Retold by many Hellenistic and Roman authors, the story of the warrior god Apollo and his relentless love for the nymph Daphne is originally a story from ancient Greek mythology. According to the myth, Apollo the son of Zeus and Leto, was a great archer and once he ridiculed Eros, the god of love, who was using his bows and arrows to shoot darts of love into his targets and advised him not to play with the powerful weapon of a warrior.
Eros felt insulted at his remark and prepared two arrows to teach him a lesson of life. He shot the gold-tipped arrow at Apollo, which made him to fall in love madly with the nymph Daphne the virgin and then shot Daphne with the leaden arrow, instilling in her a deep hatred for Apollo, so that she could never love Apollo back.
Daphne, the beautiful nymph, had by that time spurned many potential lovers and had requested her father, the river god Peneus, to let her remain unmarried. Thus, the prospect of Apollo as her lover was not very rosy. However, she became the unwilling object of the infatuation of Apollo, who elated with sudden love, started to chase her continually against her wishes.
He even tried to make her cease her flight by saying he did not mean to hurt her. To play more mischief, Eros intervened again and helped Apollo to catch up to the desperate girl. Finding no other way to escape, Daphne called upon her father, the river god Peneus, to open the earth to enclose her or to change her form, to make her free from the chasing man from that moment.
Peneus complied with her request immediately and soon a heavy numbness seized her limbs, her soft breasts became surrounded by a thin bark, her hair turned to the foliage, her forearms changed to branches and she was changed into a laurel tree. Apollo lost his hope, as he realised that he can never have Daphne as his wife, but he vowed to tend the laurel and promised that the leaves of laurel would crown victors and that she would remain evergreen.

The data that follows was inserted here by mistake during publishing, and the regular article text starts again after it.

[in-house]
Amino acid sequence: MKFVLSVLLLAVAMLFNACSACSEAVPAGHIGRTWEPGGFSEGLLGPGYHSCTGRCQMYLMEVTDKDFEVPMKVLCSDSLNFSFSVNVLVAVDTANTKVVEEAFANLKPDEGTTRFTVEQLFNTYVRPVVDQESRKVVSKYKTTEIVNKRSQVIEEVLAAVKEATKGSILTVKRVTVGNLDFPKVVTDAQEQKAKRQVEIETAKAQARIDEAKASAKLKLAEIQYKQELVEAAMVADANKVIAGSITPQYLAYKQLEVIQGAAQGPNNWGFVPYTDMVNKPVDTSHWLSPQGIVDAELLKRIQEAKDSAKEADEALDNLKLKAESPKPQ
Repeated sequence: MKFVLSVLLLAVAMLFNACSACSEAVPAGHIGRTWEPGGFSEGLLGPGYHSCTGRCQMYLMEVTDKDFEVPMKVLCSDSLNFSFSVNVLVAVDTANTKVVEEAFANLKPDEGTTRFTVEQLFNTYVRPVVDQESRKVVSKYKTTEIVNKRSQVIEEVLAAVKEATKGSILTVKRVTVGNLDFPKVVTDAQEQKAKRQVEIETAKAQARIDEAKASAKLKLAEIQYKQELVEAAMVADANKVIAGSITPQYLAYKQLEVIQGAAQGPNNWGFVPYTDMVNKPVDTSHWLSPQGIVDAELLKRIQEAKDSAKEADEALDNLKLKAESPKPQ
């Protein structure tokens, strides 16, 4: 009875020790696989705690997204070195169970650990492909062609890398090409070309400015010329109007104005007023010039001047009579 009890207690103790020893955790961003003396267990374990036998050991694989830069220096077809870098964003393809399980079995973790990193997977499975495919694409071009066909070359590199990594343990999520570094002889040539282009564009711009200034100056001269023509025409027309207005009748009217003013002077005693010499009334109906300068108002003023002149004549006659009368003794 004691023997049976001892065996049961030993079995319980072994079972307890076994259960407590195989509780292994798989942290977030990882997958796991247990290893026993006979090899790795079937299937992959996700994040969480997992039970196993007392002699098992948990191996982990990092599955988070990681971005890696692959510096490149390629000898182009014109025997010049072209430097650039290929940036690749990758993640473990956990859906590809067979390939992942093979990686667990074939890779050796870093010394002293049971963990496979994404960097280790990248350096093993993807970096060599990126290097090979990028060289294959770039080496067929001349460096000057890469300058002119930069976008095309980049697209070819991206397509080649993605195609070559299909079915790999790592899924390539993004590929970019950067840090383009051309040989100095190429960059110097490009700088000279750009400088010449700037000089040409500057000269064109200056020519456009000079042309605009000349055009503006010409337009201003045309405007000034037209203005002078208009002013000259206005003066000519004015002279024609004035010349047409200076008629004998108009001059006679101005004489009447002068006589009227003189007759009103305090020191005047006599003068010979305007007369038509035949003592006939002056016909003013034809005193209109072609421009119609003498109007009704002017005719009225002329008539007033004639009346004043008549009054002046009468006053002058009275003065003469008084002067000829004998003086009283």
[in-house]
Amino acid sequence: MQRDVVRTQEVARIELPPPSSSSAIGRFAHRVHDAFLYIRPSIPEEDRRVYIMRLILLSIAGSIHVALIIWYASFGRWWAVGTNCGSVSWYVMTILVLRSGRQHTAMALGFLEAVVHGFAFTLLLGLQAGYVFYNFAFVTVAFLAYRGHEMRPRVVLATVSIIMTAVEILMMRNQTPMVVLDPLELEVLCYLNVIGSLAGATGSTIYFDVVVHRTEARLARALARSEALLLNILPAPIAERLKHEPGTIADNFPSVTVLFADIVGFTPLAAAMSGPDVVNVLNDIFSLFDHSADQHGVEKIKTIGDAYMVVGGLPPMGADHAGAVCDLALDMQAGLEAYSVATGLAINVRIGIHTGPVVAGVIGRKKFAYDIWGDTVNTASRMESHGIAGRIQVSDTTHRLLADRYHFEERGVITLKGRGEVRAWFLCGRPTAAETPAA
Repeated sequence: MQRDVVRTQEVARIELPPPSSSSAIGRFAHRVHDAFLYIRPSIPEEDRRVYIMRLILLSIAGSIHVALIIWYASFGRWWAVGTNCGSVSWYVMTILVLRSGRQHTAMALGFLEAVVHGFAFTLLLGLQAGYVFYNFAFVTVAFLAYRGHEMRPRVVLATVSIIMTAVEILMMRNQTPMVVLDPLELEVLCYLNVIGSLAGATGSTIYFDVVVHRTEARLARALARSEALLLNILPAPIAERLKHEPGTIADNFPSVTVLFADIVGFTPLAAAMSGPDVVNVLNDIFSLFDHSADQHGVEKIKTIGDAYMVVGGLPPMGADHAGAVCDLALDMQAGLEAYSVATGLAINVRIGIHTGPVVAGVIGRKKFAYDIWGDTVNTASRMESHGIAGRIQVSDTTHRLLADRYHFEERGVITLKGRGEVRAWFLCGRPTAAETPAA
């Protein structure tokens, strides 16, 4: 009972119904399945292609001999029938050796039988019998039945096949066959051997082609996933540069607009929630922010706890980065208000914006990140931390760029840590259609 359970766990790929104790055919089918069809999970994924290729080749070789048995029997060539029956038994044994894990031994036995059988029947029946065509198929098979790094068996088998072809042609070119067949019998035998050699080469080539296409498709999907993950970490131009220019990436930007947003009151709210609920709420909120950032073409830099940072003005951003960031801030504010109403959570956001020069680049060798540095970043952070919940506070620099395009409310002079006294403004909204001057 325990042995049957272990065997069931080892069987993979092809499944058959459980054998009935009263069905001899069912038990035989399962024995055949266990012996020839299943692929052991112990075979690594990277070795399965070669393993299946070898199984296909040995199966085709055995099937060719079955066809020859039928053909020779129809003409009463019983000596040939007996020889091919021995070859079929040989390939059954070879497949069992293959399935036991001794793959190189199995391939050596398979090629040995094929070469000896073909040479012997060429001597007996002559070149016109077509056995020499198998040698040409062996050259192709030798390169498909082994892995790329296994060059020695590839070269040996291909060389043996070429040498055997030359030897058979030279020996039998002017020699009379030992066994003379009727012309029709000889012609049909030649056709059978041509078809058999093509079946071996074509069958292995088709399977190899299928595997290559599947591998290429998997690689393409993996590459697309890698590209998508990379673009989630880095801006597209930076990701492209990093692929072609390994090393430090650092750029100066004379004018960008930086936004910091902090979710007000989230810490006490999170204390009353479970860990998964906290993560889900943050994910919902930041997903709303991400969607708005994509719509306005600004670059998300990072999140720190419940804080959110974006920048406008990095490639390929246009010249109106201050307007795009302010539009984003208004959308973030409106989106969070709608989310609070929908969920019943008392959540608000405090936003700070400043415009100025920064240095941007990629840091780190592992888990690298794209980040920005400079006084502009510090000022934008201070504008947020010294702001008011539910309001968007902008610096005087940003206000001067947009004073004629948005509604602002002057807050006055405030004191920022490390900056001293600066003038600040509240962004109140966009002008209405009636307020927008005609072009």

The myth of Apollo and Daphne has been often explained by many as a battle between chastity (Daphne) and sexual desire (Apollo).
To save her chastity from the lust of Apollo, Daphne is forced to sacrifice her body and become the laurel tree as an act of eternal chastity.
Cardinal Scipione Borghese of the Catholic Church commissioned Apollo and Daphne from the 23-year-old Gian Lorenzo Bernini in 1622.Executed between 1622 and 1625, Apollo and Daphne is a life-sized Baroque marble sculpture by Italian artist Bernini, which depicts the most dramatic scene and the climax of the story. The young Italian sculptor earned international fame for its breathtaking beauty, innovative composition, and technical brilliance. The sculpture, still located in the Galleria Borghese, in Rome, captures the moment of Daphne’s transformation. Just at the instant Apollo lays hands on her, her outstretched fingers grow leaves, her skin turns to bark and her feet are rooted to the ground. She looks wildly into space, wondering about what is happening to her, while Apollo frustratingly realises he will never possess her.